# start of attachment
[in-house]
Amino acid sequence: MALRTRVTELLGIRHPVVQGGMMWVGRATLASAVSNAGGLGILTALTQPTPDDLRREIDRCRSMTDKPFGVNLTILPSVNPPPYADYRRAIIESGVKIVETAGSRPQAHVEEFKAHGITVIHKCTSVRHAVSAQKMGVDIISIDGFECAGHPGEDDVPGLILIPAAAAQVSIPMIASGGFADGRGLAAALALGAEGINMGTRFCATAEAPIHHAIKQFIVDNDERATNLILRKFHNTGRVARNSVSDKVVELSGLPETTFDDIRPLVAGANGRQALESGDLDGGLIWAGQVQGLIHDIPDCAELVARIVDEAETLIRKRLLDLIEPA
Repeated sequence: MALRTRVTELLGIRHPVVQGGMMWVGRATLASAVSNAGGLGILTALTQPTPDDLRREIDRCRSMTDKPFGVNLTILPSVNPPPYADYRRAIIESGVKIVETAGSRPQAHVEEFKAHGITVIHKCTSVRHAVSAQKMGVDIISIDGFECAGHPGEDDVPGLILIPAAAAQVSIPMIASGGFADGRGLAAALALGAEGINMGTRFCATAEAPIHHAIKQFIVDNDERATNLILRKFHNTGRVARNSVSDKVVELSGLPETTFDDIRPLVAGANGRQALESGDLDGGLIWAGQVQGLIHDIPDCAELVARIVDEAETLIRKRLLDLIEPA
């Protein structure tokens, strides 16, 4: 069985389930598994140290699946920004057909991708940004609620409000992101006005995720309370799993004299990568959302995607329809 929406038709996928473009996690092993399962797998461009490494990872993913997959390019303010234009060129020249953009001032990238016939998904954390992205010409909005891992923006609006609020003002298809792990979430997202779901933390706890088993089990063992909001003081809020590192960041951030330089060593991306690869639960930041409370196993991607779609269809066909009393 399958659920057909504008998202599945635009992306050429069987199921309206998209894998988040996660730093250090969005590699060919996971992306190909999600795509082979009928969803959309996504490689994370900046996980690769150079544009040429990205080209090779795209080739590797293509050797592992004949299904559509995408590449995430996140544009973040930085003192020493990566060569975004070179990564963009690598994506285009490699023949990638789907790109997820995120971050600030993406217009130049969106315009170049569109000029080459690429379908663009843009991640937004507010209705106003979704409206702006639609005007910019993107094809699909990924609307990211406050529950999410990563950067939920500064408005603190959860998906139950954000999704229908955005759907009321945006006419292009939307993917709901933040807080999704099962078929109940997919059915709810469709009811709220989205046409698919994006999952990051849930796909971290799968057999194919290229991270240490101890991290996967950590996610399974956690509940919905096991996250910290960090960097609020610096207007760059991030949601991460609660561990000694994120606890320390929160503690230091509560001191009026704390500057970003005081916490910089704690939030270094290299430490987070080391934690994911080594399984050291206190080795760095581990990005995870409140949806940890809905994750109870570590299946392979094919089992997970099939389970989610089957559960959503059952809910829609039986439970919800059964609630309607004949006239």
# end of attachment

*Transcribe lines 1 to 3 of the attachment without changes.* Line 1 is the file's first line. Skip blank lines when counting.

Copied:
[in-house]
Amino acid sequence: MALRTRVTELLGIRHPVVQGGMMWVGRATLASAVSNAGGLGILTALTQPTPDDLRREIDRCRSMTDKPFGVNLTILPSVNPPPYADYRRAIIESGVKIVETAGSRPQAHVEEFKAHGITVIHKCTSVRHAVSAQKMGVDIISIDGFECAGHPGEDDVPGLILIPAAAAQVSIPMIASGGFADGRGLAAALALGAEGINMGTRFCATAEAPIHHAIKQFIVDNDERATNLILRKFHNTGRVARNSVSDKVVELSGLPETTFDDIRPLVAGANGRQALESGDLDGGLIWAGQVQGLIHDIPDCAELVARIVDEAETLIRKRLLDLIEPA
Repeated sequence: MALRTRVTELLGIRHPVVQGGMMWVGRATLASAVSNAGGLGILTALTQPTPDDLRREIDRCRSMTDKPFGVNLTILPSVNPPPYADYRRAIIESGVKIVETAGSRPQAHVEEFKAHGITVIHKCTSVRHAVSAQKMGVDIISIDGFECAGHPGEDDVPGLILIPAAAAQVSIPMIASGGFADGRGLAAALALGAEGINMGTRFCATAEAPIHHAIKQFIVDNDERATNLILRKFHNTGRVARNSVSDKVVELSGLPETTFDDIRPLVAGANGRQALESGDLDGGLIWAGQVQGLIHDIPDCAELVARIVDEAETLIRKRLLDLIEPA